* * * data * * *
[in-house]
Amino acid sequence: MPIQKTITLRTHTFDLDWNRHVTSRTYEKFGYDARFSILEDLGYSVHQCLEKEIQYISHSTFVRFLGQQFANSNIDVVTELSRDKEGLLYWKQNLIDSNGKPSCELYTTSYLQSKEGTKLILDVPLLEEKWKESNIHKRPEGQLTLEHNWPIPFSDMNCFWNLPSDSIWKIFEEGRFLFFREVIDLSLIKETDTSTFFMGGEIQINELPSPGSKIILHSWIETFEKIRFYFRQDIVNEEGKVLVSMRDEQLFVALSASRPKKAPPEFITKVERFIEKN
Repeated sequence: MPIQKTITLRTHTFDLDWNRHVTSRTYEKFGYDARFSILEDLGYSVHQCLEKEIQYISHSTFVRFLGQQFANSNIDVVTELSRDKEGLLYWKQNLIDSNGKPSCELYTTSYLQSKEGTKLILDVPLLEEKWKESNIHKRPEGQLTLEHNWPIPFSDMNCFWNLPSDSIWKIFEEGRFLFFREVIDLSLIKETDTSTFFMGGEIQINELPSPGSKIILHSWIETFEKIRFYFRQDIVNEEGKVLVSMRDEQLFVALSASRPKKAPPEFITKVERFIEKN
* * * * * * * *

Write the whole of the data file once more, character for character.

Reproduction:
[in-house]
Amino acid sequence: MPIQKTITLRTHTFDLDWNRHVTSRTYEKFGYDARFSILEDLGYSVHQCLEKEIQYISHSTFVRFLGQQFANSNIDVVTELSRDKEGLLYWKQNLIDSNGKPSCELYTTSYLQSKEGTKLILDVPLLEEKWKESNIHKRPEGQLTLEHNWPIPFSDMNCFWNLPSDSIWKIFEEGRFLFFREVIDLSLIKETDTSTFFMGGEIQINELPSPGSKIILHSWIETFEKIRFYFRQDIVNEEGKVLVSMRDEQLFVALSASRPKKAPPEFITKVERFIEKN
Repeated sequence: MPIQKTITLRTHTFDLDWNRHVTSRTYEKFGYDARFSILEDLGYSVHQCLEKEIQYISHSTFVRFLGQQFANSNIDVVTELSRDKEGLLYWKQNLIDSNGKPSCELYTTSYLQSKEGTKLILDVPLLEEKWKESNIHKRPEGQLTLEHNWPIPFSDMNCFWNLPSDSIWKIFEEGRFLFFREVIDLSLIKETDTSTFFMGGEIQINELPSPGSKIILHSWIETFEKIRFYFRQDIVNEEGKVLVSMRDEQLFVALSASRPKKAPPEFITKVERFIEKN